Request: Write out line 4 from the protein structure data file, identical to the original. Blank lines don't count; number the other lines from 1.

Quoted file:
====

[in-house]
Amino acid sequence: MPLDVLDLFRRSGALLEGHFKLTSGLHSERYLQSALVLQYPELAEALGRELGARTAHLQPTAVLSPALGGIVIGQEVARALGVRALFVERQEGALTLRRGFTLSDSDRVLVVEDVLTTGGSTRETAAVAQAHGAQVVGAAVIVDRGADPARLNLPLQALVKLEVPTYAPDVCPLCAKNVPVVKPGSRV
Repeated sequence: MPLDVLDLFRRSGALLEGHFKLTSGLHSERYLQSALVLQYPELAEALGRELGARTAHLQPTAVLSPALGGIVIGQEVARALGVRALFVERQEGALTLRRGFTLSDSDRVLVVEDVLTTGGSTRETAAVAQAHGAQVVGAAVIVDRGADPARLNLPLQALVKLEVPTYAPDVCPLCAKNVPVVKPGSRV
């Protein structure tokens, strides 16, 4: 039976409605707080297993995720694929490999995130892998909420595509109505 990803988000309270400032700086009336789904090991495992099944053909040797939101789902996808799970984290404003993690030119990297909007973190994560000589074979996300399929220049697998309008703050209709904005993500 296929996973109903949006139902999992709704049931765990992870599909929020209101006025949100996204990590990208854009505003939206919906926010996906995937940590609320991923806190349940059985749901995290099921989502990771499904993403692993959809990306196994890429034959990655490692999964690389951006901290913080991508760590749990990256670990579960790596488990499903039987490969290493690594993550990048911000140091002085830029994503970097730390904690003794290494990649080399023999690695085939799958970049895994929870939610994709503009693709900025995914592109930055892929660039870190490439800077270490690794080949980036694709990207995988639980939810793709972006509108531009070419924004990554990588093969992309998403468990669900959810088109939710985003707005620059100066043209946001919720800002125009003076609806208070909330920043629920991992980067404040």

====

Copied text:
């Protein structure tokens, strides 16, 4: 039976409605707080297993995720694929490999995130892998909420595509109505 990803988000309270400032700086009336789904090991495992099944053909040797939101789902996808799970984290404003993690030119990297909007973190994560000589074979996300399929220049697998309008703050209709904005993500 296929996973109903949006139902999992709704049931765990992870599909929020209101006025949100996204990590990208854009505003939206919906926010996906995937940590609320991923806190349940059985749901995290099921989502990771499904993403692993959809990306196994890429034959990655490692999964690389951006901290913080991508760590749990990256670990579960790596488990499903039987490969290493690594993550990048911000140091002085830029994503970097730390904690003794290494990649080399023999690695085939799958970049895994929870939610994709503009693709900025995914592109930055892929660039870190490439800077270490690794080949980036694709990207995988639980939810793709972006509108531009070419924004990554990588093969992309998403468990669900959810088109939710985003707005620059100066043209946001919720800002125009003076609806208070909330920043629920991992980067404040």